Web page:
Microkernels, virtualization, exokernels Tutorial 1 – CSC469
Monolithic kernel vs Microkernel Monolithic OS kernel Application System call • What was the main idea? • What were the problems? User mode VFS Microkernel IPC, file system Application IPC Unix server Device driver File server Scheduler, virtual memory Kernel mode Device drivers, dispatcher … IPC, virtual memory Hardware Hardware
Exokernels • Motivation • OSes hide machine info behind abstractions (processes, files, address spaces, IPC) • These abstractions are hardcoded => restrictive • Idea • Separate protection from management • Application-level (untrusted) resource management • VM, IPC implemented at application level • Library OSes implement all the abstractions • Basically, it’s a minimal kernel that multiplexes securely the hardware resources
Virtual Machine Monitors (VMM) • Definitions: • A VMM is a hardware virtualization technique that allows multiple operating systems, termed guests, to run concurrently on a host computer • A VMM is a software layer that runs on a host platform and provides an abstraction of a complete computer system to higher-level software. • Also called Hypervisor
VMM types • Type 1: run directly on the host's hardware • Type 2: run within a conventional operating system environment VMWare workstation, VirtualPC, User-Mode Linux, UMLinux Disco, VMWare ESX Server, Xen
Disco • Goals • Extend modern OS to run efficiently on shared memory multiprocessors without large changes to the OS • VMM can run multiple copies of Silicon Graphics IRIX operating system on a Stanford Flash shared memory multiprocessor
Problem • Commodity OS's not well-suited for ccNUMA (1997) • Do not scale: Lock contention, memory architecture • Do not isolate/contain faults: more processors => more failures • Customized operating systems • Take time to build, lag hardware • Cost a lot of money
Solution • Add a virtual machine monitor (VMM) • Commodity OSesrun in their own virtual machines (VMs) • Communicate through distributed protocols • VMM uses global policies to manage resources • Moves memory between VMs to avoid paging • Schedules virtual processors to balance load
Advantages • Scalability • Flexibility • Hide NUMA effect • Fault Containment • Compatibility with legacy applications
VM challenges • Overheads • Instruction execution, exception processing, I/O • Memory • Code and data of hosted operating systems • Replicated buffer caches • Resource management • Lack of information • Idle loop, lock busy-waiting • Page usage • Communication and sharing • Not really a problem anymore because of distributed protocols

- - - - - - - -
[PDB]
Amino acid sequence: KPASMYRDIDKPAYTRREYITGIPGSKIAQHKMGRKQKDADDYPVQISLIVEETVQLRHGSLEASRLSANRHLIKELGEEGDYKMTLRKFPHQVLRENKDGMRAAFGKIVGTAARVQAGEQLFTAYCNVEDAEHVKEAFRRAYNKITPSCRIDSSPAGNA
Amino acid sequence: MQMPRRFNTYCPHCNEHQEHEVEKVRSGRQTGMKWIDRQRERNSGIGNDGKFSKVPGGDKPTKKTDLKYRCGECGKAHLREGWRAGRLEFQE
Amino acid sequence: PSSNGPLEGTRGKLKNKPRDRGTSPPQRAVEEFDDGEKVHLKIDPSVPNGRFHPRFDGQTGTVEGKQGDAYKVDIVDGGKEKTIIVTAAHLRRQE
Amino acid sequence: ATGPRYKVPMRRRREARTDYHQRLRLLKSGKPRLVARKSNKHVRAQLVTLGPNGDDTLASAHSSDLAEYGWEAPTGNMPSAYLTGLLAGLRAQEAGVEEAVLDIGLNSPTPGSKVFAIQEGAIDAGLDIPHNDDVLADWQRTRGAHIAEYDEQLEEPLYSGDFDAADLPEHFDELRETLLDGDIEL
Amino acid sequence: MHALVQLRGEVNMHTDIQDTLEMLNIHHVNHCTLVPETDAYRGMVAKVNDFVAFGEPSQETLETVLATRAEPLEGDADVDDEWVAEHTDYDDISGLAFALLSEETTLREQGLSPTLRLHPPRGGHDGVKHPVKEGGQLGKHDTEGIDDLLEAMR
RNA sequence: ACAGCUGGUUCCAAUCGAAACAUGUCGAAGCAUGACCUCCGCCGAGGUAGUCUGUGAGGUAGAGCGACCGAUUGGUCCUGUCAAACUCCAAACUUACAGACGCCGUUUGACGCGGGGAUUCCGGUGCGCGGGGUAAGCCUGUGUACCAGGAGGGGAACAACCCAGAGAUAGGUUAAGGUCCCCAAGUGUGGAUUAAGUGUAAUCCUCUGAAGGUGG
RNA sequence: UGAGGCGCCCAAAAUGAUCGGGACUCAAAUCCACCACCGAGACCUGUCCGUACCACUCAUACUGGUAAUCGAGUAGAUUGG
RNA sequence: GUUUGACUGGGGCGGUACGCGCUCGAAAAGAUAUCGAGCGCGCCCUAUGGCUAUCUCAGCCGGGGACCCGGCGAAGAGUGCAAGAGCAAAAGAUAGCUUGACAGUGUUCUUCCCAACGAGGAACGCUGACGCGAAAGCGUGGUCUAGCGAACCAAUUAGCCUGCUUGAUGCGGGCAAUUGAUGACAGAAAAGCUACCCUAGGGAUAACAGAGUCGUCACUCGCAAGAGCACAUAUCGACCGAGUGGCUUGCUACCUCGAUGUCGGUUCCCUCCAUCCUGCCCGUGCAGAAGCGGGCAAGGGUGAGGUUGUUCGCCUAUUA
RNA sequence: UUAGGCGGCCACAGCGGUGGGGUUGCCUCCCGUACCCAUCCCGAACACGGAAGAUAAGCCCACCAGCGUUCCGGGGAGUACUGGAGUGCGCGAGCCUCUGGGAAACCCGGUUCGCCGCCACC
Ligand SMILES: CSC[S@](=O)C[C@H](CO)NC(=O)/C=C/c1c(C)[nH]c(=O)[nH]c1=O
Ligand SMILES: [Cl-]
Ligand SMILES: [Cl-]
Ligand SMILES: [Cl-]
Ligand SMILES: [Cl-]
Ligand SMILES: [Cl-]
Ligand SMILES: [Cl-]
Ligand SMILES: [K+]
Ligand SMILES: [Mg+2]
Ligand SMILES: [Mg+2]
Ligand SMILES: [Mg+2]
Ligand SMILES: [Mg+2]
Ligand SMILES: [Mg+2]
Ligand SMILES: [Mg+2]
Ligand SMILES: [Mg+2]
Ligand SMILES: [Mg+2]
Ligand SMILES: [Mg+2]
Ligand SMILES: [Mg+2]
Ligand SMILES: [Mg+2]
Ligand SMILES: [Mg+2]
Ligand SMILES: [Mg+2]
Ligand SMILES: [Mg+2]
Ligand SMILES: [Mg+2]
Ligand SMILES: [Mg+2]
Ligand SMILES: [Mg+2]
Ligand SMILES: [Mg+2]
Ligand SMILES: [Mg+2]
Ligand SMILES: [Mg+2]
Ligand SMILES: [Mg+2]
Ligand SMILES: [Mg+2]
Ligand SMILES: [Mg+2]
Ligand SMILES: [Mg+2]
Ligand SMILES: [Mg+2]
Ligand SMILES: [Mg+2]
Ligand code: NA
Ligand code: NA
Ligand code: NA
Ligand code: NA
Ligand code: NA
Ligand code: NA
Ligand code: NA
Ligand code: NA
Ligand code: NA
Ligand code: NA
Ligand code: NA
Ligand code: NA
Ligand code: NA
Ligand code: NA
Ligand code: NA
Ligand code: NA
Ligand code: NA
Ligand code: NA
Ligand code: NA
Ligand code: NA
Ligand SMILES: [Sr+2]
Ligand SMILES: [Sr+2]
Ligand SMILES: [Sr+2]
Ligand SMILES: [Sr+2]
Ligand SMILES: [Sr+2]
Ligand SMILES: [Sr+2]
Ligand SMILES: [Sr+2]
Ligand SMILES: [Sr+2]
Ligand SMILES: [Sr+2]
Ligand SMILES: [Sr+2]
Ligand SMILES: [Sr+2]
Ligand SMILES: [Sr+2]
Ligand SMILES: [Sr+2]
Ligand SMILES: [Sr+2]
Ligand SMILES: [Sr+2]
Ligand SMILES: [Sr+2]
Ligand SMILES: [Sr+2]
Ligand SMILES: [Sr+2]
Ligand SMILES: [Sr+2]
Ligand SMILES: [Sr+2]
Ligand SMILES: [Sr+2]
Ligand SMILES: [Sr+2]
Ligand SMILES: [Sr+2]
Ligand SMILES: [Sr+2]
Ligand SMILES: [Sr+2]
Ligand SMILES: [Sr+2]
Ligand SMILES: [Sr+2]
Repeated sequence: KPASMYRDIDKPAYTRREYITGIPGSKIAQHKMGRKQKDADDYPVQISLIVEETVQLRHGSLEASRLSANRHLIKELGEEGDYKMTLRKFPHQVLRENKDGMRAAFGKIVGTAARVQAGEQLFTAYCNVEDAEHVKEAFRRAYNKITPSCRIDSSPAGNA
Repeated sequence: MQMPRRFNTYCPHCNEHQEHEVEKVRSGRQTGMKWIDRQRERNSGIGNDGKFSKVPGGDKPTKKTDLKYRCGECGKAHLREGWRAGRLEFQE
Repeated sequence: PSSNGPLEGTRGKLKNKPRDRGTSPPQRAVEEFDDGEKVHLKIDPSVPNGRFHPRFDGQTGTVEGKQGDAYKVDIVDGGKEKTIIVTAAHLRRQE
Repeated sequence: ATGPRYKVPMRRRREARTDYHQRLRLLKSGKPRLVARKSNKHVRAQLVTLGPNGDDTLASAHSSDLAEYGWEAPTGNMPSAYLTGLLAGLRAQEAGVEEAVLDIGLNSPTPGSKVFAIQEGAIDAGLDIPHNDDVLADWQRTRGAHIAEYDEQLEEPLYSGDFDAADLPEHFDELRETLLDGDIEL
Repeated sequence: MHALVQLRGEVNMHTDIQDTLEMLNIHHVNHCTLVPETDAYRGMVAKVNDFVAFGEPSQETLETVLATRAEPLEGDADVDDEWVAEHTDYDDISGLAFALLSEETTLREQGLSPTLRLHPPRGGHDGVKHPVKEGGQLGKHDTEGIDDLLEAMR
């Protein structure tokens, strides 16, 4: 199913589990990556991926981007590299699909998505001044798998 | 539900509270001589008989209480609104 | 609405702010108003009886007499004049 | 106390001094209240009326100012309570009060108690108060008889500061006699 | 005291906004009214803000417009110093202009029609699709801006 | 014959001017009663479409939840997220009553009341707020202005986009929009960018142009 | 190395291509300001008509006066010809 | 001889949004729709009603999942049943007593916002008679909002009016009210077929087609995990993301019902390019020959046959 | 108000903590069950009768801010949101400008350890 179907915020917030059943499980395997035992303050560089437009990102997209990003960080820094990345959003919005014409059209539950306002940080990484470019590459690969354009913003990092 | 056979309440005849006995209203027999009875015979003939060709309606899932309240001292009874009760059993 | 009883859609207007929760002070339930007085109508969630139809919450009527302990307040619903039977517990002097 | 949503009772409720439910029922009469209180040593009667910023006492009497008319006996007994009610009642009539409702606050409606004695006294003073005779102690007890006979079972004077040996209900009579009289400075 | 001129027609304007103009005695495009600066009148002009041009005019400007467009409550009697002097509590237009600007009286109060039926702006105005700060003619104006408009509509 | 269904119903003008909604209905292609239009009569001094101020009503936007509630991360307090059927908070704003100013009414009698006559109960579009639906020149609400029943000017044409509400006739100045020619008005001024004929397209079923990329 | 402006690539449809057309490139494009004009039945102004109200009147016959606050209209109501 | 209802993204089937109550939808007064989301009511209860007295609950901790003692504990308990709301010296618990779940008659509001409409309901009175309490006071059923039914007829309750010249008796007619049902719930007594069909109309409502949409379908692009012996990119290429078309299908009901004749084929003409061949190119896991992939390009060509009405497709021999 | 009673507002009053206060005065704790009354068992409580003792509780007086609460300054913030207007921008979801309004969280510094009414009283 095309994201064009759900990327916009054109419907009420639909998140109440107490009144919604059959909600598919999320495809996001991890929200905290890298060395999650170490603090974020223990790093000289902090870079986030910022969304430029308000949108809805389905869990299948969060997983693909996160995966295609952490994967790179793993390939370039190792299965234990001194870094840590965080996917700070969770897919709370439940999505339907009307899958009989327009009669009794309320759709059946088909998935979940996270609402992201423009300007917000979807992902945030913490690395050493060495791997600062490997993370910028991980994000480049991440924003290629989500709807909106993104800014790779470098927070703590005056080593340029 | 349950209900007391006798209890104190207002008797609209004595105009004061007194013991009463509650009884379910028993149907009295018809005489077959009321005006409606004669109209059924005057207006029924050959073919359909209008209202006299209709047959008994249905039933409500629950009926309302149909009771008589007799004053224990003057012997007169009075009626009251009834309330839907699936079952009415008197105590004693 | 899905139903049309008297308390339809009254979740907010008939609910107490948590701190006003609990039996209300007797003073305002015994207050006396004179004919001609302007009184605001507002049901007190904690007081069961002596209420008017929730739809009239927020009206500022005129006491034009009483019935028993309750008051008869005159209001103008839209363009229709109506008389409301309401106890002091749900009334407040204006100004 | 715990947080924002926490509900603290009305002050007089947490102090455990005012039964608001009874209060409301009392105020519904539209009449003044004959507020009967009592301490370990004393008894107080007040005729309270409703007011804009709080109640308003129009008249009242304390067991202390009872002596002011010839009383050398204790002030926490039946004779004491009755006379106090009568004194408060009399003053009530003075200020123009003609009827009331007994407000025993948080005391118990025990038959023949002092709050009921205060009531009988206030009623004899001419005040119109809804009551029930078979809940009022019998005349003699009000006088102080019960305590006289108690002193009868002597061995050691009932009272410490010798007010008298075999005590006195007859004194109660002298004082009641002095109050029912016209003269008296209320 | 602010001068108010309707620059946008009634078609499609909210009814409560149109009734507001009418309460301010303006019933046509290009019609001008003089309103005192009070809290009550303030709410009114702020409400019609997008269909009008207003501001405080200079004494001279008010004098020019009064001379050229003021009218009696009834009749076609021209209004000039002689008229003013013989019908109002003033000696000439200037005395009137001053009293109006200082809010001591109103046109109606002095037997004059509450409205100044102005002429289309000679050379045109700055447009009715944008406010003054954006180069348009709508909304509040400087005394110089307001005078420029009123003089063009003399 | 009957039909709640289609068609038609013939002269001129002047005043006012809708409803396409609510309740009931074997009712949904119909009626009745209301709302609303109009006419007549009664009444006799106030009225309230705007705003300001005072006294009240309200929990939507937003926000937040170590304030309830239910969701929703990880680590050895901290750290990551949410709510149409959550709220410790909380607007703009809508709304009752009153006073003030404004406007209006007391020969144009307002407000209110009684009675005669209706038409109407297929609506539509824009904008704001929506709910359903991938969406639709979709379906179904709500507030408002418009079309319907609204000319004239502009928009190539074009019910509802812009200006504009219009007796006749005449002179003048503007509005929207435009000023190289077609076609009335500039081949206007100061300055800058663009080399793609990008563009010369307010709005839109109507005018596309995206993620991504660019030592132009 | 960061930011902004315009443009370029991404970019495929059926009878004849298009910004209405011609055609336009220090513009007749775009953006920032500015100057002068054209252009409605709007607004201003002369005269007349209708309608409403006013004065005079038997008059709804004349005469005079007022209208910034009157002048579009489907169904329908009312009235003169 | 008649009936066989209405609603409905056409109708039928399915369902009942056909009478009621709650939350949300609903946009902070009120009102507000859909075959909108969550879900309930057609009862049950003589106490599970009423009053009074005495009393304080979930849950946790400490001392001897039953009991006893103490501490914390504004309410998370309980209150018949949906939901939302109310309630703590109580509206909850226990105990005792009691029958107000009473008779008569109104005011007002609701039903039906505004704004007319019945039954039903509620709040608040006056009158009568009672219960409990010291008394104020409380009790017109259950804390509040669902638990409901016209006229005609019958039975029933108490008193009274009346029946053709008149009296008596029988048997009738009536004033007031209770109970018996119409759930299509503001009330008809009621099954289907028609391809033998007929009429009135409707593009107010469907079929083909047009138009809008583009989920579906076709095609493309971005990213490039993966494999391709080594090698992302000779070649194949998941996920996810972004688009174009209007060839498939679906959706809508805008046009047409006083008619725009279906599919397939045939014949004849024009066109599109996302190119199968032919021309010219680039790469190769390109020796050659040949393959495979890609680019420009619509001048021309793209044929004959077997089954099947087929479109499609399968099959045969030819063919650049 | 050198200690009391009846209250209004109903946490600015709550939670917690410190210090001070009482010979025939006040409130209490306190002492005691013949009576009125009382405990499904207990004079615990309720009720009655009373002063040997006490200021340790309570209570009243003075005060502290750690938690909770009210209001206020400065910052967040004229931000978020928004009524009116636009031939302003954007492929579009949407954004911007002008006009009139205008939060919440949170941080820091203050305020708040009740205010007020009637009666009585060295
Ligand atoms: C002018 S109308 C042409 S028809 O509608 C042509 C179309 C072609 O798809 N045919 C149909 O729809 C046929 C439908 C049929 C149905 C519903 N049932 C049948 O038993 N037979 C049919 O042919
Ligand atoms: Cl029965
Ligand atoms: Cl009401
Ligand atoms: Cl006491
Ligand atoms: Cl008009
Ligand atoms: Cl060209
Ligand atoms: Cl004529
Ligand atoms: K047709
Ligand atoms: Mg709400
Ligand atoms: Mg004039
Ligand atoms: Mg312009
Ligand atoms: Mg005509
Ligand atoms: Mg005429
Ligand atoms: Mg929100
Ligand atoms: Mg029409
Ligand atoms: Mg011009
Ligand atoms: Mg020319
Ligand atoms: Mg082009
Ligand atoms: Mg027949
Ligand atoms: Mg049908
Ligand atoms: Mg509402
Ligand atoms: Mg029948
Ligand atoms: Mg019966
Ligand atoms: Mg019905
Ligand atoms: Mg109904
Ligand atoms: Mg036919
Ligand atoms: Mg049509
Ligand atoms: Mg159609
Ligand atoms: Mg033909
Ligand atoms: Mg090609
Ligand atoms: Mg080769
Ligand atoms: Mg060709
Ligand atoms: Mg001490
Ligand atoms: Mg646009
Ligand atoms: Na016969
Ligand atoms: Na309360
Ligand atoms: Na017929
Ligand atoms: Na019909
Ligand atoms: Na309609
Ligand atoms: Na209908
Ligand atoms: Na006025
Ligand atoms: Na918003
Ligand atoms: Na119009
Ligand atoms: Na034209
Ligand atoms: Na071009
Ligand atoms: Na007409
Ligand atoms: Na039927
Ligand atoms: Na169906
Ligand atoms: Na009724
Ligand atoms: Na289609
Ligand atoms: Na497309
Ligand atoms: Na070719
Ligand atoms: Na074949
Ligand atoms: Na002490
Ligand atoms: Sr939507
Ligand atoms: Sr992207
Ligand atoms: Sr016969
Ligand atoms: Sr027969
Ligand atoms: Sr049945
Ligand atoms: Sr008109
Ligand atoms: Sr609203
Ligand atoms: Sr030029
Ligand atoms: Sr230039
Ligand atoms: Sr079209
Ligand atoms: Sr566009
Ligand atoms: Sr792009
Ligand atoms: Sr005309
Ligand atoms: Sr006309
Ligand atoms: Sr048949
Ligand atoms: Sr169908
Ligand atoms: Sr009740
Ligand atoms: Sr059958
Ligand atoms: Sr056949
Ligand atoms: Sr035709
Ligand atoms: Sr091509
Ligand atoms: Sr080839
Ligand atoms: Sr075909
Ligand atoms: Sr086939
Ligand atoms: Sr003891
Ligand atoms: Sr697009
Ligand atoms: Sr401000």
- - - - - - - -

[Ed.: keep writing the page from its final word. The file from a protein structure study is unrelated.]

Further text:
Disco interface • VCPUs provide abstraction of a MIPS R10000 processor • Emulates all instructions, the MMU, trap architecture • Enabling/disabling interrupts, accessing privileged registers -> Memory-based interface to VMM • Physical memory • Contiguous address space, starting at address 0 • Physical-to-machine address translation, second (software) TLB
Disco interface (cont’d) • I/O devices • Each VM assumes exclusive access to I/O devices • Virtual devices exclusive to VM • Physical devices multiplexed between virtual ones • Special interface to SCSI disks and network devices • Interpose on DMA calls • Disk: • Set of virtualized disks to be mounted by VMs • Copy-on-write disks; for persistent disks, uses NFS • Network: • Virtual subnet across all virtual machines • Uses copy-on-write mappings => reduces copying, allows sharing
Xen virtualization • Technically, two kinds • Paravirtualization • Guests run a modified OS • High performance on x86 • Hardware-assisted virtualization • CPUs that support virtualization • Unmodified guest OSes
How does it compare to Disco? • Three main differences • Less complete virtualization • Domain0 to initialize/manage VMs, incl. to set policies • Strong performance isolation • Other • Interface is pretty close to hardware and enables low-overhead high-performance virtualization • Need to change more OS code than in Disco • All the cool details • “Xen and the art of virtualization” – SOSP’03
Questions • What’s the difference between a hypervisor and an exokernel?
Questions • What about an exokernel and a microkernel? • Performance? • What about fault isolation?
Questions • What is the difference between a hypervisor (VMM) and a microkernel?
Questions • Can a microkernel be used to implement a hypervisor?
Questions • Can a hypervisor be used to implement a microkernel?
Hypervisors for servers • Type 1 or Type 2? • Hyper-V: “MicroKernelized” Hypervisor Design • VMWare ESX Server: “Monolithic” hypervisor architecture
Hypervisor design Monolithic Hypervisor Microkernel Hypervisor VM1 (Admin) VM2 VMn VM1 (Admin) VM2 VMn Virt Stack Hypervisor Virtualization Stack Drivers Drivers Drivers Drivers Hypervisor Hardware Hardware • Both true Type 1 hypervisors – no host OS • The hardware is the physical machine; OSs are all virtual